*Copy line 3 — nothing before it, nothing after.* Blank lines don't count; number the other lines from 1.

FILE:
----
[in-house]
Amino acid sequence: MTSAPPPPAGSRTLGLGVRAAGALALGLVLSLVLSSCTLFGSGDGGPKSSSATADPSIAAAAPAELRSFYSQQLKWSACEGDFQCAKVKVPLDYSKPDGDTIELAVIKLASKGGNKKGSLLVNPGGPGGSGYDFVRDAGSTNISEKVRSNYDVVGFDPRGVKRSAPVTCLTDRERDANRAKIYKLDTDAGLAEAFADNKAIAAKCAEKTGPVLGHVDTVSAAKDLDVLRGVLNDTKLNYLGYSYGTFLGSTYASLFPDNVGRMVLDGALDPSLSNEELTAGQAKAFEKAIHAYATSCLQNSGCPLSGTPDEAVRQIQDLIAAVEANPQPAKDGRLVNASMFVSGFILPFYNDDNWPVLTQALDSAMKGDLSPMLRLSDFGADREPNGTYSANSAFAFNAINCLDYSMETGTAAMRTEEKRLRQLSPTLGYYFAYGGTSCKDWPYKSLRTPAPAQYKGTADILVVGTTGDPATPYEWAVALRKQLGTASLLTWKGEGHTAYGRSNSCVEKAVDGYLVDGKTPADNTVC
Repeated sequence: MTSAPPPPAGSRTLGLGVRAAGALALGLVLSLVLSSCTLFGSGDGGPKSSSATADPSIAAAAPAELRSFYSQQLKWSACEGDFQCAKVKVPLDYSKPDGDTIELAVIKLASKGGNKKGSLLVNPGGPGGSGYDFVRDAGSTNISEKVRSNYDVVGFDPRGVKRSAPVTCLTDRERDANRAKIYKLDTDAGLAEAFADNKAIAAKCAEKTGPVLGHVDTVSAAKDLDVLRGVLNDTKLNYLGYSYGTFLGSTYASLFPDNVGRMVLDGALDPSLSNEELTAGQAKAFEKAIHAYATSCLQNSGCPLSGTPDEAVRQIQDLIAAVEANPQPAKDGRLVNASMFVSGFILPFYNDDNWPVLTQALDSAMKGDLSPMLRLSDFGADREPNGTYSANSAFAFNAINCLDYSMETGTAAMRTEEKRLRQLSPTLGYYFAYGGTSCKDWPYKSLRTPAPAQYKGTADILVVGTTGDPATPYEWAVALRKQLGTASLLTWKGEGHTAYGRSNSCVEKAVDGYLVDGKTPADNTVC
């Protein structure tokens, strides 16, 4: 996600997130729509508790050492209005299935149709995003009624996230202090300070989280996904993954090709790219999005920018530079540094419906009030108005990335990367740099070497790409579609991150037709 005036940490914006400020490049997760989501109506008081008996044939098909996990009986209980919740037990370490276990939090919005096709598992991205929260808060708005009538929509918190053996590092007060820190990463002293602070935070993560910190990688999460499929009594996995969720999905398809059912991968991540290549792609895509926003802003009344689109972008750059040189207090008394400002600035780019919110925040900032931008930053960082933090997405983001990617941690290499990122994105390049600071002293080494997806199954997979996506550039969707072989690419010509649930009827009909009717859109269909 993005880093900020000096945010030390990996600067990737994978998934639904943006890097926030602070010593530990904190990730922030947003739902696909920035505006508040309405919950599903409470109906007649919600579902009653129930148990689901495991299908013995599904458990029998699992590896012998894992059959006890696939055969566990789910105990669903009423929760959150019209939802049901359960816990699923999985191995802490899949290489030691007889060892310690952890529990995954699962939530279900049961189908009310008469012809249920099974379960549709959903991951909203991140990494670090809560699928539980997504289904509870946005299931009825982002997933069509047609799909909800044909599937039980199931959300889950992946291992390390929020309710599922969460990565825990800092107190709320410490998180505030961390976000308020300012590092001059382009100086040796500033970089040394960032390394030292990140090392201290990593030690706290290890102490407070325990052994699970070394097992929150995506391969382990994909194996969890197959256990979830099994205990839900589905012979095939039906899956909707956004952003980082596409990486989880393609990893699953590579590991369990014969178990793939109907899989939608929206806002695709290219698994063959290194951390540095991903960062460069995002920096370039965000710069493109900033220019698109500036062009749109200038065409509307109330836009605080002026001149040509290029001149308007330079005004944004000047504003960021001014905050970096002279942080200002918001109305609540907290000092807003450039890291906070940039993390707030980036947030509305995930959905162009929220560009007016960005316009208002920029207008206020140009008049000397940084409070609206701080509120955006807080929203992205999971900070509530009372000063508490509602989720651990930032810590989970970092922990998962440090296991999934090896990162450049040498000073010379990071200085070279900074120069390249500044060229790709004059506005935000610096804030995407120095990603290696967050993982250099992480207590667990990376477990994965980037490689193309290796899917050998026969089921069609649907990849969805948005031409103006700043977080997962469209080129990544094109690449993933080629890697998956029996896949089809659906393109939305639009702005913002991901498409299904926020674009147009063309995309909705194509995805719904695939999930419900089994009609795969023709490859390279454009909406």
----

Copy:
Repeated sequence: MTSAPPPPAGSRTLGLGVRAAGALALGLVLSLVLSSCTLFGSGDGGPKSSSATADPSIAAAAPAELRSFYSQQLKWSACEGDFQCAKVKVPLDYSKPDGDTIELAVIKLASKGGNKKGSLLVNPGGPGGSGYDFVRDAGSTNISEKVRSNYDVVGFDPRGVKRSAPVTCLTDRERDANRAKIYKLDTDAGLAEAFADNKAIAAKCAEKTGPVLGHVDTVSAAKDLDVLRGVLNDTKLNYLGYSYGTFLGSTYASLFPDNVGRMVLDGALDPSLSNEELTAGQAKAFEKAIHAYATSCLQNSGCPLSGTPDEAVRQIQDLIAAVEANPQPAKDGRLVNASMFVSGFILPFYNDDNWPVLTQALDSAMKGDLSPMLRLSDFGADREPNGTYSANSAFAFNAINCLDYSMETGTAAMRTEEKRLRQLSPTLGYYFAYGGTSCKDWPYKSLRTPAPAQYKGTADILVVGTTGDPATPYEWAVALRKQLGTASLLTWKGEGHTAYGRSNSCVEKAVDGYLVDGKTPADNTVC